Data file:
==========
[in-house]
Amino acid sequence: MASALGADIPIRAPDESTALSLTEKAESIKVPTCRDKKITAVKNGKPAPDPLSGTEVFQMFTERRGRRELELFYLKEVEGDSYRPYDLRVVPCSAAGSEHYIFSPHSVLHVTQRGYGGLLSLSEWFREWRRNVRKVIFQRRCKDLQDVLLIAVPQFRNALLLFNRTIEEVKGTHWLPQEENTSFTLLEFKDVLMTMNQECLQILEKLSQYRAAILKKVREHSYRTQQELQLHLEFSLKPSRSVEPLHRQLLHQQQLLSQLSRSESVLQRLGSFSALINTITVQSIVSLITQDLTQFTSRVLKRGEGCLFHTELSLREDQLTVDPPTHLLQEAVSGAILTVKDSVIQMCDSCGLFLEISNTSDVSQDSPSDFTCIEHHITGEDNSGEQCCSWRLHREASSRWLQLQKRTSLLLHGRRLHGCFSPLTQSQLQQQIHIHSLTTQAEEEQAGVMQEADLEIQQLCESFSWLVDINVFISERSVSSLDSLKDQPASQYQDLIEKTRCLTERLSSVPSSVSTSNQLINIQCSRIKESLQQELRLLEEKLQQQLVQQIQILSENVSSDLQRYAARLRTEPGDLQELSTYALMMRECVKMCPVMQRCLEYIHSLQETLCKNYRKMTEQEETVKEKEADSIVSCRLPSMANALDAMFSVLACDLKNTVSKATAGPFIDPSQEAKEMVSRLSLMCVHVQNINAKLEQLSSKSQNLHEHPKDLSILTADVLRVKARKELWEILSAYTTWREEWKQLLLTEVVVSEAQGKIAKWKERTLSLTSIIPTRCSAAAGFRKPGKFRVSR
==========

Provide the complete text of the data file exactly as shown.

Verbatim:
[in-house]
Amino acid sequence: MASALGADIPIRAPDESTALSLTEKAESIKVPTCRDKKITAVKNGKPAPDPLSGTEVFQMFTERRGRRELELFYLKEVEGDSYRPYDLRVVPCSAAGSEHYIFSPHSVLHVTQRGYGGLLSLSEWFREWRRNVRKVIFQRRCKDLQDVLLIAVPQFRNALLLFNRTIEEVKGTHWLPQEENTSFTLLEFKDVLMTMNQECLQILEKLSQYRAAILKKVREHSYRTQQELQLHLEFSLKPSRSVEPLHRQLLHQQQLLSQLSRSESVLQRLGSFSALINTITVQSIVSLITQDLTQFTSRVLKRGEGCLFHTELSLREDQLTVDPPTHLLQEAVSGAILTVKDSVIQMCDSCGLFLEISNTSDVSQDSPSDFTCIEHHITGEDNSGEQCCSWRLHREASSRWLQLQKRTSLLLHGRRLHGCFSPLTQSQLQQQIHIHSLTTQAEEEQAGVMQEADLEIQQLCESFSWLVDINVFISERSVSSLDSLKDQPASQYQDLIEKTRCLTERLSSVPSSVSTSNQLINIQCSRIKESLQQELRLLEEKLQQQLVQQIQILSENVSSDLQRYAARLRTEPGDLQELSTYALMMRECVKMCPVMQRCLEYIHSLQETLCKNYRKMTEQEETVKEKEADSIVSCRLPSMANALDAMFSVLACDLKNTVSKATAGPFIDPSQEAKEMVSRLSLMCVHVQNINAKLEQLSSKSQNLHEHPKDLSILTADVLRVKARKELWEILSAYTTWREEWKQLLLTEVVVSEAQGKIAKWKERTLSLTSIIPTRCSAAAGFRKPGKFRVSR